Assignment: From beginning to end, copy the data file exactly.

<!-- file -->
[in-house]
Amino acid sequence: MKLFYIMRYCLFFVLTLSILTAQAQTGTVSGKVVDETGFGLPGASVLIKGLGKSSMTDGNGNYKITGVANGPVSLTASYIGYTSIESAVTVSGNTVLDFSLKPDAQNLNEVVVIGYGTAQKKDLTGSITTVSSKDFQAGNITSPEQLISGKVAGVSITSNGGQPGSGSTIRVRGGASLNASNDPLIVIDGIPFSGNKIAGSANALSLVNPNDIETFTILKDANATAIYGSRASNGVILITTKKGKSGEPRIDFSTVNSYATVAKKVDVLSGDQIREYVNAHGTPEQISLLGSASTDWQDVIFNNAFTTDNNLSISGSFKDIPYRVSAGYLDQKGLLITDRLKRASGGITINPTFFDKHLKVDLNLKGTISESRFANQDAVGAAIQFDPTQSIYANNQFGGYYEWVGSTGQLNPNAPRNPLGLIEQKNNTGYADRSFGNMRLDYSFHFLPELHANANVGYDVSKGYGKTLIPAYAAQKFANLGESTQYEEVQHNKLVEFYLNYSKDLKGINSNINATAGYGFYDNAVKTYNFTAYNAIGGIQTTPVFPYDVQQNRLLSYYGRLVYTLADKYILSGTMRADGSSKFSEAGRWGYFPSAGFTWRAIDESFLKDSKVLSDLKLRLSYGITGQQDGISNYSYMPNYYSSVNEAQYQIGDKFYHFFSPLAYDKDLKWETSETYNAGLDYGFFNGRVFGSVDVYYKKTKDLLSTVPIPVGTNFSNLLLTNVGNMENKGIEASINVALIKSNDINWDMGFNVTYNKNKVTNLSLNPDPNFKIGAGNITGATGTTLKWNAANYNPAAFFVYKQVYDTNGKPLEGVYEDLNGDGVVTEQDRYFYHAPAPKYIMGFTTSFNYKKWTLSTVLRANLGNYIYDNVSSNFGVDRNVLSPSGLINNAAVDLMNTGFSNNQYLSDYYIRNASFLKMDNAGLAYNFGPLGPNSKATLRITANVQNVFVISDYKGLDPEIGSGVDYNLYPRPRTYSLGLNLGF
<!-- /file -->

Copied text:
[in-house]
Amino acid sequence: MKLFYIMRYCLFFVLTLSILTAQAQTGTVSGKVVDETGFGLPGASVLIKGLGKSSMTDGNGNYKITGVANGPVSLTASYIGYTSIESAVTVSGNTVLDFSLKPDAQNLNEVVVIGYGTAQKKDLTGSITTVSSKDFQAGNITSPEQLISGKVAGVSITSNGGQPGSGSTIRVRGGASLNASNDPLIVIDGIPFSGNKIAGSANALSLVNPNDIETFTILKDANATAIYGSRASNGVILITTKKGKSGEPRIDFSTVNSYATVAKKVDVLSGDQIREYVNAHGTPEQISLLGSASTDWQDVIFNNAFTTDNNLSISGSFKDIPYRVSAGYLDQKGLLITDRLKRASGGITINPTFFDKHLKVDLNLKGTISESRFANQDAVGAAIQFDPTQSIYANNQFGGYYEWVGSTGQLNPNAPRNPLGLIEQKNNTGYADRSFGNMRLDYSFHFLPELHANANVGYDVSKGYGKTLIPAYAAQKFANLGESTQYEEVQHNKLVEFYLNYSKDLKGINSNINATAGYGFYDNAVKTYNFTAYNAIGGIQTTPVFPYDVQQNRLLSYYGRLVYTLADKYILSGTMRADGSSKFSEAGRWGYFPSAGFTWRAIDESFLKDSKVLSDLKLRLSYGITGQQDGISNYSYMPNYYSSVNEAQYQIGDKFYHFFSPLAYDKDLKWETSETYNAGLDYGFFNGRVFGSVDVYYKKTKDLLSTVPIPVGTNFSNLLLTNVGNMENKGIEASINVALIKSNDINWDMGFNVTYNKNKVTNLSLNPDPNFKIGAGNITGATGTTLKWNAANYNPAAFFVYKQVYDTNGKPLEGVYEDLNGDGVVTEQDRYFYHAPAPKYIMGFTTSFNYKKWTLSTVLRANLGNYIYDNVSSNFGVDRNVLSPSGLINNAAVDLMNTGFSNNQYLSDYYIRNASFLKMDNAGLAYNFGPLGPNSKATLRITANVQNVFVISDYKGLDPEIGSGVDYNLYPRPRTYSLGLNLGF